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Glossary: HR & Recruiting Definitions

What is blind hiring

Blind hiring, or blind recruitment, refers to the act of reducing bias in the hiring process by hiding parts of information about a job candidate. This can include information such as a candidate’s name, age, and gender.

Blind recruitment definition

Blind recruiting involves any steps taken by a hiring manager or recruiter to hide candidate information to reduce potential bias. When blind hiring any personal details that are not relevant to the candidate’s suitability for a role, but that might (subconsciously) influence the hiring decision, are taken out of the process.

The goal is to create a fairer process in which candidates are selected based on their skills and relevant experience rather than on unrelated traits. The implementation of a blind hiring process is generally part of the wider diversity recruiting strategy of a company.

Blind hiring process best practices

Implementing a blind hiring process involves taking certain steps to reduce the chance of potential biases guiding hiring decisions. The following steps are generally included in a blind hiring process.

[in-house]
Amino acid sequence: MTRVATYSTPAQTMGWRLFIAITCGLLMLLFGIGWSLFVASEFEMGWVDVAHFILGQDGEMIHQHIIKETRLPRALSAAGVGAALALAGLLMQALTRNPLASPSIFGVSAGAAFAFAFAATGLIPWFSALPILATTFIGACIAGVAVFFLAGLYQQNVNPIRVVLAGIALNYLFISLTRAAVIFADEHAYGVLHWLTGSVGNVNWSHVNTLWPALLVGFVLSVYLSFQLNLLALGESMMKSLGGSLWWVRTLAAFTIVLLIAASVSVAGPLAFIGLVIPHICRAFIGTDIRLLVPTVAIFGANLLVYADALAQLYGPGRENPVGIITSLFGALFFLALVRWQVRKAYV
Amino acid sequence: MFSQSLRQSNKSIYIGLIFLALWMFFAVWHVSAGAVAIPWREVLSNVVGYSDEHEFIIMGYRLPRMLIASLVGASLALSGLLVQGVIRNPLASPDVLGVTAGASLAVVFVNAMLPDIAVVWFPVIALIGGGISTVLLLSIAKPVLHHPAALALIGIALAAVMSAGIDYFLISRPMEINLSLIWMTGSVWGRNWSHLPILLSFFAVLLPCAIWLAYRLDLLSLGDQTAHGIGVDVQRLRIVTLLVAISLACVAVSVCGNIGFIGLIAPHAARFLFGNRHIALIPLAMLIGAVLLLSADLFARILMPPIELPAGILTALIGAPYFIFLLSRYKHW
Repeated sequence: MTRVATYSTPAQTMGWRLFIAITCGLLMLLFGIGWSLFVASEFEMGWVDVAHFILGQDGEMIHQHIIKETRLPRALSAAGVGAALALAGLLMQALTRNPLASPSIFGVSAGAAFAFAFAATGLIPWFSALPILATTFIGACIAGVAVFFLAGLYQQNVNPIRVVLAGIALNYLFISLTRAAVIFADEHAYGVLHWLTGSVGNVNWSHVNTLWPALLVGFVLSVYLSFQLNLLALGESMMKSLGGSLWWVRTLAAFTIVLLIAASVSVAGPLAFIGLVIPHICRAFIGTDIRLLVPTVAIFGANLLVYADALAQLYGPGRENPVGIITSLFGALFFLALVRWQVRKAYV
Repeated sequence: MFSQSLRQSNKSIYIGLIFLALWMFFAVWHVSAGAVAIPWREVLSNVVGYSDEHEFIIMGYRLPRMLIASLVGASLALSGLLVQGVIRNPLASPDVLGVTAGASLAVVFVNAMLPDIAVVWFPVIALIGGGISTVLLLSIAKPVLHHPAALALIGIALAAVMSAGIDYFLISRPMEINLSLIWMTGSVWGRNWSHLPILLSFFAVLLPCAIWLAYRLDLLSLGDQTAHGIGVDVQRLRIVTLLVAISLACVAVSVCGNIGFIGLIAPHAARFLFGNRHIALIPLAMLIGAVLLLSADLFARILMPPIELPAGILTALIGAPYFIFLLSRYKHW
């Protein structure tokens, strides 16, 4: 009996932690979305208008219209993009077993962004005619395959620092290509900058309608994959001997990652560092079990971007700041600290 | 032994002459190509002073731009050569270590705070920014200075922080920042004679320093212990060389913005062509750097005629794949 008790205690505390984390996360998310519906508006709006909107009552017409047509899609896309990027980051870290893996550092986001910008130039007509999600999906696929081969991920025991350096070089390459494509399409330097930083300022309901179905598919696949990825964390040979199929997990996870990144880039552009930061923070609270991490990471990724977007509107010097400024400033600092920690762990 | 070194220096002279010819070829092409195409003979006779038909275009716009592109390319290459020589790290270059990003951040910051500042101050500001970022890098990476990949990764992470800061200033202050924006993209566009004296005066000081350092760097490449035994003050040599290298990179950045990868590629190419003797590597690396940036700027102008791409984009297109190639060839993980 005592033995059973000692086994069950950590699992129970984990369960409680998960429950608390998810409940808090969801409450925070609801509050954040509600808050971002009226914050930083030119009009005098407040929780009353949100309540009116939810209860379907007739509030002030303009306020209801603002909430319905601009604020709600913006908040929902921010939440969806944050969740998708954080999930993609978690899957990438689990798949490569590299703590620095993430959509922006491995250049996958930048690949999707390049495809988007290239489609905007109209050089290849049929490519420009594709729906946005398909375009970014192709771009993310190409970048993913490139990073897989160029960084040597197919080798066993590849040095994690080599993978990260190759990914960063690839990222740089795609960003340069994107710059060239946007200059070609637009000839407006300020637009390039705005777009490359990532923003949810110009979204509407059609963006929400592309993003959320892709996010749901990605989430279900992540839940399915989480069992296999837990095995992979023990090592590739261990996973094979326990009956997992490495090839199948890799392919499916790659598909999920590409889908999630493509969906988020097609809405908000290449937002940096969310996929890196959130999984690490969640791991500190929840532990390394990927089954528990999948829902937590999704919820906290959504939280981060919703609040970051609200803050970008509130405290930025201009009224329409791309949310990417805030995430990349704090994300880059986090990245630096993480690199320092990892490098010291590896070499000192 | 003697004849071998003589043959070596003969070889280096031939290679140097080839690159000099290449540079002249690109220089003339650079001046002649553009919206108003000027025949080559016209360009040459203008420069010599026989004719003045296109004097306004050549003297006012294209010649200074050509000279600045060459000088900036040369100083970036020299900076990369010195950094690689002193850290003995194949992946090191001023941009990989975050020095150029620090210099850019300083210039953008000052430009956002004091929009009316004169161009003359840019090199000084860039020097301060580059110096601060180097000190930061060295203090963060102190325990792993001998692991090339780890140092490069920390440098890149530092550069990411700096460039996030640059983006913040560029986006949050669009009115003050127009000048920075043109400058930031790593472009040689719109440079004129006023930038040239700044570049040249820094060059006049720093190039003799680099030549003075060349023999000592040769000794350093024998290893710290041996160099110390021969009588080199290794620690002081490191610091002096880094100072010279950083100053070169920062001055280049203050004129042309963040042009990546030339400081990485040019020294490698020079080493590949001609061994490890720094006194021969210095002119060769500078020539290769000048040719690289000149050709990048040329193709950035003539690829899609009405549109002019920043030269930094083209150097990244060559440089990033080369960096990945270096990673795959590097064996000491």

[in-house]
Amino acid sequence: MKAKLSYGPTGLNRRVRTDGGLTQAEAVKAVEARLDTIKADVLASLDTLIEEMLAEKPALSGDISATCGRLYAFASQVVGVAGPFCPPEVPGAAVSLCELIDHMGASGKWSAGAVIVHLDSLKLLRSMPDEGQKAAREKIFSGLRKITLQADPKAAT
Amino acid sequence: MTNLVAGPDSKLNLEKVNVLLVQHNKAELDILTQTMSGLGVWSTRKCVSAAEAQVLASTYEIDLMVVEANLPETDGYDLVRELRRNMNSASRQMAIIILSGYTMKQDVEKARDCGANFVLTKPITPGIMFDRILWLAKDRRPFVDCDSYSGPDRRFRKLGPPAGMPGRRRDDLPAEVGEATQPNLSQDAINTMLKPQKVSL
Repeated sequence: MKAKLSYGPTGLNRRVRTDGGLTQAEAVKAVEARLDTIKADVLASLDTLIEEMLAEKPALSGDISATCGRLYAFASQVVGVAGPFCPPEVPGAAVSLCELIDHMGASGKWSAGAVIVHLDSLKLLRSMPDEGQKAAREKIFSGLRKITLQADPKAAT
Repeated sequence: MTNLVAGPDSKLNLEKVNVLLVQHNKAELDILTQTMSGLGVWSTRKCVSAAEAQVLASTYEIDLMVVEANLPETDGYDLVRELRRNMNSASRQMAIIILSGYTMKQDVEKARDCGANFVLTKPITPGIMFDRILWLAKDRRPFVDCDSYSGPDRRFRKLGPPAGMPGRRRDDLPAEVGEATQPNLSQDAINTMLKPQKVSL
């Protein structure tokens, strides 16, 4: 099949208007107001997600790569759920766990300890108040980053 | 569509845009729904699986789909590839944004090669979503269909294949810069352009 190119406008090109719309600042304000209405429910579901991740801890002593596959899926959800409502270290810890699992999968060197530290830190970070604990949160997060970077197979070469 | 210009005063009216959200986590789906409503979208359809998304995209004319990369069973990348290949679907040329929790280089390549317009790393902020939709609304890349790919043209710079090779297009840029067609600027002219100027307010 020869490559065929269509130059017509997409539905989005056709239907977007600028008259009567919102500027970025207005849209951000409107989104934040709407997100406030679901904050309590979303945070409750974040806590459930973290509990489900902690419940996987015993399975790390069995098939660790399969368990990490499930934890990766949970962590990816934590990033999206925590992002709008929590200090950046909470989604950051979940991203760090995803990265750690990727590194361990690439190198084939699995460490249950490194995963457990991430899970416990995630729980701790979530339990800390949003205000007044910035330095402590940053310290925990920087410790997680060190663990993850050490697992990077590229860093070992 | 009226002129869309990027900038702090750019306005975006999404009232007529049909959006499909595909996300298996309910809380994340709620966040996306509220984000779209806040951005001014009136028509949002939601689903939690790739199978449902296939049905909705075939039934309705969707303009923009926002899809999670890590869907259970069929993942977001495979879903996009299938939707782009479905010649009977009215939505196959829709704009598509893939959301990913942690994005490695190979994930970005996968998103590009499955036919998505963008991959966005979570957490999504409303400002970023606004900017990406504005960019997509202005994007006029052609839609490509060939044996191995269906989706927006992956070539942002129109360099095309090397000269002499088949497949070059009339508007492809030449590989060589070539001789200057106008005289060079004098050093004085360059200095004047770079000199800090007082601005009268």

Note that these steps are preceded by other diversity, equity, and inclusion (DEI) methods, including:

Define a goal

As with most organisational processes, it’s important to start by setting a clear goal. Why are you implementing a blind hiring process, and what is it you want to achieve? This will help you keep track of whether your blind hiring efforts are actually having the desired results.

For instance, your blind hiring goal could be to reduce the gap between the number of women versus the number of men working in your Technology team by 10% over the course of 6 months.

Decide on hiring criteria

Next, you should determine what information is relevant (and what isn’t) for the hiring process.

This often starts by anonymizing the resumes of candidates and filtering out what is clearly not essential. In most cases, any type of demographic data will be irrelevant to a candidate’s suitability for the job. Some common factors to strip from your hiring process: